Why did Israeli commandos use paintball guns aboard the Mavi Marmara?

Answers to your questions about the news.
June 8 2010 6:32 PM

The Art of War

Why do commandos use paintball guns?

Israeli commandos onboard a flotilla vessel. Click image to expand.
Israeli commandos onboard a flotilla vessel

When Israeli commandos boarded the Turkish-flagged vessel Mavi Marmara headed for Gaza last week, they used paintball guns against the pro-Palestinian activists before resorting to more lethal defensive tactics. Why would commandos use paintball guns?

To mark, scatter, or hurt aggressors. Military-grade, paintball-style launchers can carry three kinds of payload: ordinary paintballs, "pepperballs," or impact balls. Paintballs are a great way to brand the most disobedient members of a rioting horde so backup officers can sweep in and cuff them or track them when they try to flee. (Both washable and permanent paints are available.) Pepperballs contain a small amount of pepper spray to irritate the eyes and noses of the targets and help disperse menacing crowds. Impact balls consist of metal powder in a plastic case and are much harder than a typical paintball. Commandos use them to drive back approaching mobs. Israel hasn't said which of the munitions its commandos were carrying.

Law-enforcement officers don't carry commercial paintball guns, but their weapons use the same compressed-air technology. There are two general categories of paintball-style systems. High-capacity pepperball guns carry 150 rounds of pellets in a top-mounted hopper, giving the appearance of a recreational paintball gun. U.S. forces prefer the more versatile FN 303, which can also fire impact and paint munitions. While the FN 303 offers only a 15-round, tommy gun-style magazine, it delivers three times the force of the typical pepperball system. (You can tell which system hit you by the shape of the welt: The pepperballs leave a rounder mark than the FN 303 ammo.) Of course, if you're looking for stopping power, neither of the compressed-air weapons can compare to more traditional bean bags or plastic bullets, which deliver 10 and 13 times as much force, respectively, as the pepperball. None of these munitions will stop the most motivated protesters, but they help police separate the merely unruly from those bent on violence.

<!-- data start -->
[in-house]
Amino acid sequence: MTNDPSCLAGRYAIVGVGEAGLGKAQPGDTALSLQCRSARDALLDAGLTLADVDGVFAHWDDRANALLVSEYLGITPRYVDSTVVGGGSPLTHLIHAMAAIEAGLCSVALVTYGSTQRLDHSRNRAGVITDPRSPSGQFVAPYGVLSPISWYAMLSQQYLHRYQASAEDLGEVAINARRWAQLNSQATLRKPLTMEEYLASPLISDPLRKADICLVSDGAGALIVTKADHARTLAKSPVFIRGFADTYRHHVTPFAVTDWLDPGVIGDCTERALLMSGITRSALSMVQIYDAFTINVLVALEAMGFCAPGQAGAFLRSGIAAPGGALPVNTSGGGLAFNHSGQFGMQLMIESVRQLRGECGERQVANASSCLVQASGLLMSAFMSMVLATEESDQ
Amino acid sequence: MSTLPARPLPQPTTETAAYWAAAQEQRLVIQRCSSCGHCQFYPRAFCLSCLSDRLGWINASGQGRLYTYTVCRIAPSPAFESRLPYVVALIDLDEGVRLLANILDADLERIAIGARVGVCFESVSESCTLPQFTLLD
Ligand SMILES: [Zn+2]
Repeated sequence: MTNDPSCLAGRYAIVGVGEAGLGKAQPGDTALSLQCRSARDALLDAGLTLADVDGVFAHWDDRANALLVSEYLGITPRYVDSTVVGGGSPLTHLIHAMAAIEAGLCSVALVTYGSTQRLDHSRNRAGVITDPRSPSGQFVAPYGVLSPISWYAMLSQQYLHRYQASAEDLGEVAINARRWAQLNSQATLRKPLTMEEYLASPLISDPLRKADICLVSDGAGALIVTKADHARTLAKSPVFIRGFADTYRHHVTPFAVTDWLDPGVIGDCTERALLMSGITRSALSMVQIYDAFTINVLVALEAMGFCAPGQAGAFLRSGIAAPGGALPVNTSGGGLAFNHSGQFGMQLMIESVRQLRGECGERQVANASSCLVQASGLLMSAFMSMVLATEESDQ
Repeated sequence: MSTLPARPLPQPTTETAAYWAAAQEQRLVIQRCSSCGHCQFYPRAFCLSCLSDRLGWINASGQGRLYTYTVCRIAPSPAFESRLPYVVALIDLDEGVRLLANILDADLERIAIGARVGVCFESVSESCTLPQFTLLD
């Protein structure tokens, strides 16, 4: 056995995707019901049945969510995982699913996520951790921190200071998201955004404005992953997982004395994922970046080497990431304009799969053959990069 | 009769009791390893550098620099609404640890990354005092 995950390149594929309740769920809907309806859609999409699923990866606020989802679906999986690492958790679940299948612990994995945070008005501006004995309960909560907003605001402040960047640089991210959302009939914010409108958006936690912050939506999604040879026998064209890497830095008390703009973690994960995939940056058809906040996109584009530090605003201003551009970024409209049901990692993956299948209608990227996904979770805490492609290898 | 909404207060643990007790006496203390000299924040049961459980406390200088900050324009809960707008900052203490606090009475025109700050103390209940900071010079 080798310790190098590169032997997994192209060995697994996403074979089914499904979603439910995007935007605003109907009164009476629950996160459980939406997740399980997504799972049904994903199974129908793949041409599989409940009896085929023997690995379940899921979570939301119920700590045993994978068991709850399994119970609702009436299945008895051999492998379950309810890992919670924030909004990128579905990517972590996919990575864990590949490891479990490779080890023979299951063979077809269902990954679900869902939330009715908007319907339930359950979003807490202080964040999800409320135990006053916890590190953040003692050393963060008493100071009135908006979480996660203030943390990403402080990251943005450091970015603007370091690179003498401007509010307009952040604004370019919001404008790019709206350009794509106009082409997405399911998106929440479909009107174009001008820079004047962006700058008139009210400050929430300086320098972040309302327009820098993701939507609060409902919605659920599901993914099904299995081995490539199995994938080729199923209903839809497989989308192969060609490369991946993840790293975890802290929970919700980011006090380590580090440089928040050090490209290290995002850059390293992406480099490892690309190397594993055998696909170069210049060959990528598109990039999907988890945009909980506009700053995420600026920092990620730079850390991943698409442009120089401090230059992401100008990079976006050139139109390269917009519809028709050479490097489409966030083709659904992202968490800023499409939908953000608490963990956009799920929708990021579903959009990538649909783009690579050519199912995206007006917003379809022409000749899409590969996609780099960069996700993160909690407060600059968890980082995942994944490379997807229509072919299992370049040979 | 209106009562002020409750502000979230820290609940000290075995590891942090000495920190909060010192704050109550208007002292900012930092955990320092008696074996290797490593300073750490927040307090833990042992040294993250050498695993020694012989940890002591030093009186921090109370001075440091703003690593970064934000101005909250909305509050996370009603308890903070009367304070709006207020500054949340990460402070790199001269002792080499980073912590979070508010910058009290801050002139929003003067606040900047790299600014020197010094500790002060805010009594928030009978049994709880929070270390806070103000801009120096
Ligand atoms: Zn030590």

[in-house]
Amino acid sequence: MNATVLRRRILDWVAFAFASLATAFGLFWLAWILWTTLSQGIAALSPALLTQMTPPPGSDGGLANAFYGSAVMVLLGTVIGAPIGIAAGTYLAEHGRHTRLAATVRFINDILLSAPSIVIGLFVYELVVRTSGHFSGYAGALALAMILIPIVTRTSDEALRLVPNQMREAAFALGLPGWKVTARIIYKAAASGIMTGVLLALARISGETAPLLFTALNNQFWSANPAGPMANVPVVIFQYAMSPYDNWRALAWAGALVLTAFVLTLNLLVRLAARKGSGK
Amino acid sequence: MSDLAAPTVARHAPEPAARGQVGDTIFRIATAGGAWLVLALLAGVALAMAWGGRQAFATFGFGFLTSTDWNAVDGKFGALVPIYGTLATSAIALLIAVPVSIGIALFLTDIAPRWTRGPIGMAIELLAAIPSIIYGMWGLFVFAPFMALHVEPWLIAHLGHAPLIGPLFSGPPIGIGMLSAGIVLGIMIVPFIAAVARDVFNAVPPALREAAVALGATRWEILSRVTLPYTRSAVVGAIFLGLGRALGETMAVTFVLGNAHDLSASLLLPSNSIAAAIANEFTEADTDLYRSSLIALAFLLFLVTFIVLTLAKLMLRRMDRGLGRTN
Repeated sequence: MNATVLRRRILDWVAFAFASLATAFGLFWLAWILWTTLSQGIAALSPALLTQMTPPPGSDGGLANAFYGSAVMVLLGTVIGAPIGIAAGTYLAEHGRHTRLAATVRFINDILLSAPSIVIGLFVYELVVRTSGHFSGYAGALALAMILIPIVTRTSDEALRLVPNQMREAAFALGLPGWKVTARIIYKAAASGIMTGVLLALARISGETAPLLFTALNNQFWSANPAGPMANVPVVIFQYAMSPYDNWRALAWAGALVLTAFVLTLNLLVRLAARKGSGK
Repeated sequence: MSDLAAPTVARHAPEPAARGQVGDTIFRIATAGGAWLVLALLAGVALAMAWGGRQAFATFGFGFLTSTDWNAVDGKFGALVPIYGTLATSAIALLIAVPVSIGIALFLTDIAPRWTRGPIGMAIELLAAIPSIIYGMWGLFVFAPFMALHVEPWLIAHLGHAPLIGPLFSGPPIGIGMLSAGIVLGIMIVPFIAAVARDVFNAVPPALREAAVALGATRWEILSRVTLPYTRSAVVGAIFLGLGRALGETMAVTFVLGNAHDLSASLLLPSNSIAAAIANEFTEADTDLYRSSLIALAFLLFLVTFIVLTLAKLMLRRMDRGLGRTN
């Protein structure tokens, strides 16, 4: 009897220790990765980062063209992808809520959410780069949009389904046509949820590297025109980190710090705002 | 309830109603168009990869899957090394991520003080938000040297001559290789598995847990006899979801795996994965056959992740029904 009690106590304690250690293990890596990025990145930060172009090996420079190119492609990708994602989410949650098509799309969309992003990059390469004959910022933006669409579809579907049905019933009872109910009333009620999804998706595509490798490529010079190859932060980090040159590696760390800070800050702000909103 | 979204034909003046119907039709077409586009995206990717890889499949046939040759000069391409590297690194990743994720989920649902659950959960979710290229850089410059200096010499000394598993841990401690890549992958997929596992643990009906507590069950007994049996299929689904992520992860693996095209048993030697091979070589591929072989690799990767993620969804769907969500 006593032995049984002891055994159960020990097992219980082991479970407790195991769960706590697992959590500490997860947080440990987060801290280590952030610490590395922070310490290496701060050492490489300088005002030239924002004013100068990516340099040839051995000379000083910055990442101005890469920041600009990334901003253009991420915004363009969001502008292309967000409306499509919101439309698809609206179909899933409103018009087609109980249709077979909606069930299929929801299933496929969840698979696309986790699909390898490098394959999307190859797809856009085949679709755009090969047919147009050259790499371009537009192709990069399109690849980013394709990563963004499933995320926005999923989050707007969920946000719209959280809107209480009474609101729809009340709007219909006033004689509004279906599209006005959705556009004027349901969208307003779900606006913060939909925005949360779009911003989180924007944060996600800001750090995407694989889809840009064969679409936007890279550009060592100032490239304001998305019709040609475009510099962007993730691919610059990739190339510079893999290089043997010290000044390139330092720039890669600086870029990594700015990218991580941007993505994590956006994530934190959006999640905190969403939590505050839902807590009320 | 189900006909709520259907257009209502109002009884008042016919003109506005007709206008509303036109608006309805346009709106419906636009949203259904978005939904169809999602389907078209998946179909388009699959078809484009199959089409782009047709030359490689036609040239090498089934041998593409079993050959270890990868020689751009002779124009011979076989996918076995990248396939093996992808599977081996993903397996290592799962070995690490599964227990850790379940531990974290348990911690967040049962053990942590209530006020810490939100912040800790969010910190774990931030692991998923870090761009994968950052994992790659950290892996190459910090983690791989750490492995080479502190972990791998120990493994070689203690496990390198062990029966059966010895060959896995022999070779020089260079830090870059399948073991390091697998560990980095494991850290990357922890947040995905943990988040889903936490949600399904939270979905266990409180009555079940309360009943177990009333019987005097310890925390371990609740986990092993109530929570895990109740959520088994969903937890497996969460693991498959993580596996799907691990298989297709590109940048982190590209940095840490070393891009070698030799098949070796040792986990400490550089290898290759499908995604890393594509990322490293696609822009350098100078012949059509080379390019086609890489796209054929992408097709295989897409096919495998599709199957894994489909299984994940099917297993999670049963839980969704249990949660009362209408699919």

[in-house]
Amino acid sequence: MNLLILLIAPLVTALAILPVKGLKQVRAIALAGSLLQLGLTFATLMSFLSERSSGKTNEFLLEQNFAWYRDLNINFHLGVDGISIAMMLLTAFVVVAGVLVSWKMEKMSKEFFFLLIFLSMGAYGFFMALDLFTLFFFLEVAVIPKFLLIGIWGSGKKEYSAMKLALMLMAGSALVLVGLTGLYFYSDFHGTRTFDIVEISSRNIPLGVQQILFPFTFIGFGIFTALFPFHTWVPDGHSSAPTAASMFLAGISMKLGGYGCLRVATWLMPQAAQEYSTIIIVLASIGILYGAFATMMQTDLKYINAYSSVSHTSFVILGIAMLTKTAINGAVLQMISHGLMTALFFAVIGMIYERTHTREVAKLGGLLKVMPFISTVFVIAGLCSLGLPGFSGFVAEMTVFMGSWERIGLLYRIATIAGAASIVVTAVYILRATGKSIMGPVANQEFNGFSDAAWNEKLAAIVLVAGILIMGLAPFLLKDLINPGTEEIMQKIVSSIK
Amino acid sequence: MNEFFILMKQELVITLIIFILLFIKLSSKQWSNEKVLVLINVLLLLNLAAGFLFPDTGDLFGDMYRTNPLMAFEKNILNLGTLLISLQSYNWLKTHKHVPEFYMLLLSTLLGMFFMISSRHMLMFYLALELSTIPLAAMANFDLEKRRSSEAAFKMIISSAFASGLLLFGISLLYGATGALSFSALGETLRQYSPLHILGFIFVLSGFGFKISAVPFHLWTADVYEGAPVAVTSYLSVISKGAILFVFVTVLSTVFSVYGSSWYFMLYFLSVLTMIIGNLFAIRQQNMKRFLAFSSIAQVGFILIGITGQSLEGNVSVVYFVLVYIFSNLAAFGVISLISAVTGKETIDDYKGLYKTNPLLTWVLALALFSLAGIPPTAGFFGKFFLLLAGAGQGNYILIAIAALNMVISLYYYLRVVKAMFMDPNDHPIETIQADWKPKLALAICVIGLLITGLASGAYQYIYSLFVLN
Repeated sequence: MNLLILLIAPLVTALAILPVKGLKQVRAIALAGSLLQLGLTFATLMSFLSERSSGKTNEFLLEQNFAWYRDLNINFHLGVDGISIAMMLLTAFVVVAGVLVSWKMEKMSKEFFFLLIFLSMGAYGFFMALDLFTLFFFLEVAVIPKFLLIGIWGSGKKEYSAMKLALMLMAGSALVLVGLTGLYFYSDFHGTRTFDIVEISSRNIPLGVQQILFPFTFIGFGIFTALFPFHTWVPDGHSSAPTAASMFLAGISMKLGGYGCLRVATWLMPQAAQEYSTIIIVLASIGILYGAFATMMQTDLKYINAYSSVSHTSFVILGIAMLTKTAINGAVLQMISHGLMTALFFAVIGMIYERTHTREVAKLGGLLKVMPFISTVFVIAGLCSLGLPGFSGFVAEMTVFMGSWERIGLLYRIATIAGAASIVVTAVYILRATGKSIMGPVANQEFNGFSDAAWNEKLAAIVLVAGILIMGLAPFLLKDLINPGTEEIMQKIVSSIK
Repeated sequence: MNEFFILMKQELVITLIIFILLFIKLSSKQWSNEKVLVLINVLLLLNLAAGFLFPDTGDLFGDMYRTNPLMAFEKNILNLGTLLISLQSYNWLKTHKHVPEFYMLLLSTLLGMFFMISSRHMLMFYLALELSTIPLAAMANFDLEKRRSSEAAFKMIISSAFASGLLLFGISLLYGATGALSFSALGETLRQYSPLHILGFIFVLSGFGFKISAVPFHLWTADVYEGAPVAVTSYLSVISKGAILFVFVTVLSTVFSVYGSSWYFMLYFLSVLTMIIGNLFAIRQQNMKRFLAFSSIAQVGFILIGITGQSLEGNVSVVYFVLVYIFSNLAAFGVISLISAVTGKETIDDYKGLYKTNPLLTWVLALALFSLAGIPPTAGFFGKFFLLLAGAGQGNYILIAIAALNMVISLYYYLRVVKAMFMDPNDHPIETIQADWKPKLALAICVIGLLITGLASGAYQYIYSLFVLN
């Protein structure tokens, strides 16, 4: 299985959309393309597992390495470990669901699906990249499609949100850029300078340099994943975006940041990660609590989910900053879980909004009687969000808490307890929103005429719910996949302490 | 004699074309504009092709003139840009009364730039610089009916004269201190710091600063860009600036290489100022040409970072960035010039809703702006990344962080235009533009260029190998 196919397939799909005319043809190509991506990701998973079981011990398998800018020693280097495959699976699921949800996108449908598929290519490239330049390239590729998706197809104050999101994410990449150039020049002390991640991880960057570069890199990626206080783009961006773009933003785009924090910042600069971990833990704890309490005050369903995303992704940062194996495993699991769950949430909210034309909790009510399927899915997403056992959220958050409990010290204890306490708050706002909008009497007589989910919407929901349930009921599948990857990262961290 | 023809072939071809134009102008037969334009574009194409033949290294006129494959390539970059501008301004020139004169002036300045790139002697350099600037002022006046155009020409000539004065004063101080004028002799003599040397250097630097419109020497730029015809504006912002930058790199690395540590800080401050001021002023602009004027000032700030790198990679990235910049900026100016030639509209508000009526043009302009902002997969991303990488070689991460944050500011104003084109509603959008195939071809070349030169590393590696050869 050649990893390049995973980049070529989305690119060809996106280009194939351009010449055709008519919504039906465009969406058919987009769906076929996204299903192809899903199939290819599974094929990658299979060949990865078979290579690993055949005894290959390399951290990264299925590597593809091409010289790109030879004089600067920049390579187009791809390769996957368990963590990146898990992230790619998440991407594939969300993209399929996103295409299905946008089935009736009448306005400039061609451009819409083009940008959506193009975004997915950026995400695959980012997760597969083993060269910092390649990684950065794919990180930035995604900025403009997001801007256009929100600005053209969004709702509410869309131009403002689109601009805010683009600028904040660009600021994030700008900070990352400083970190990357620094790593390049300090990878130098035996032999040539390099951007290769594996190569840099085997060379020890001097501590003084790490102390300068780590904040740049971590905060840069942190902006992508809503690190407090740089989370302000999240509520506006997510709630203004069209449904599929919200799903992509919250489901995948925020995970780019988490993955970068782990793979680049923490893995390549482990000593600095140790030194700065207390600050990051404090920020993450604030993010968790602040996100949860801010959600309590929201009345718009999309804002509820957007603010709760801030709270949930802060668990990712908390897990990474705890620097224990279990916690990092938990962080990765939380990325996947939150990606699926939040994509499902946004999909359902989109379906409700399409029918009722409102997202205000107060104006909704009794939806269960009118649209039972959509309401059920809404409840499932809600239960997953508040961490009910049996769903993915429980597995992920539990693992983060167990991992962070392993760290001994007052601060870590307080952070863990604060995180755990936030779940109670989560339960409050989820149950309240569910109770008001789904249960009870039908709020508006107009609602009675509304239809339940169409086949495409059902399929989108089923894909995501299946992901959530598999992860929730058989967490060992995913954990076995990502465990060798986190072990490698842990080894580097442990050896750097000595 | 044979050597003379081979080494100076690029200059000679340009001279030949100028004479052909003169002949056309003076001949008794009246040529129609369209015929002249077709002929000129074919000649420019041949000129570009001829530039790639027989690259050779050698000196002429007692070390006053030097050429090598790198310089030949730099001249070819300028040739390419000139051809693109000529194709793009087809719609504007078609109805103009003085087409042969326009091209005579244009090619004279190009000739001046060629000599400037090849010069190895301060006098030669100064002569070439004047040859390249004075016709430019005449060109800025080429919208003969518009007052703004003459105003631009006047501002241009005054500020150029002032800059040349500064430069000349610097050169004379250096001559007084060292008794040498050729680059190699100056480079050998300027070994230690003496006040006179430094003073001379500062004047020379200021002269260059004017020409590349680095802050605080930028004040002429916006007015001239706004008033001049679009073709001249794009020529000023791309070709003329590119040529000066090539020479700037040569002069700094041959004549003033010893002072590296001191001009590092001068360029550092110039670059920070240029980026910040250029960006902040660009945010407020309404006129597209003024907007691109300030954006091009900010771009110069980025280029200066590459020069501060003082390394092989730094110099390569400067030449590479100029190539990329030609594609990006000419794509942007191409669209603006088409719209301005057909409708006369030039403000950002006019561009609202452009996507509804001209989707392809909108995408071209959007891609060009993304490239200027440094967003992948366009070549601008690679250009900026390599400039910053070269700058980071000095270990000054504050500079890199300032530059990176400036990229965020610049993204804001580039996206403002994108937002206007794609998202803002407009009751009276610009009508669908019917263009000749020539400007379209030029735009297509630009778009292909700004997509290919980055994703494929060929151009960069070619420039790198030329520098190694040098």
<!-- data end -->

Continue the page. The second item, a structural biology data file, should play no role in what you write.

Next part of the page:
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Law-enforcement types used to refer to all of these tools as nonlethal weapons, but a series of tragedies has given rise to the less-lethal moniker. In 2004, Boston police, attempting to disperse a crowd of jubilant Red Sox fans, accidentally killed a college student by shooting her in the eye with a pepperball from the FN 303. According to Amnesty International, 351 people in the United States have died after being Tasered since June 2001. (Experts disagree on how many of them were actually killed by the Taser.) Bean bags and plastic bullets have killed more than a dozen people in the U.S. since 1971.

While a complete picture of what happened on the Mavi Marmara has not yet emerged, video from the incident indicates that the Israeli forces failed to clear the deck and form a proper skirmish line to prevent the protesters from outflanking or surrounding the soldiers. The helicopters could have fired tear-gas canisters, small water cannons, or plastic bullets to clear a landing area for the commandos. Despite a possible failure in tactics, the Israelis had the right tools for the job. None of the more exotic less-lethal weapons would have worked well on the Mavi Marmara. Tasers are effective against individual suspects but not against crowds. High-tech noise-makers and skunk spray keep space between rioters and police, but are ineffective in very close quarters. Both the U.S. and Israeli militaries are developing a so-called pain beam, which uses a focused energy beam to give suspects an intolerable burning sensation, but it hasn't yet been deployed in the field.

Got a question about today's news? Ask the Explainer.

Explainer thanks Maj. Steve Ijames of Watch House International, LCDR Lance Lantier of the U.S. Navy's Joint Non-Lethal Weapons Directorate, and Col. Andrew F. Mazzara of the Institute for Non-Lethal Defense Technologies at Penn State University.

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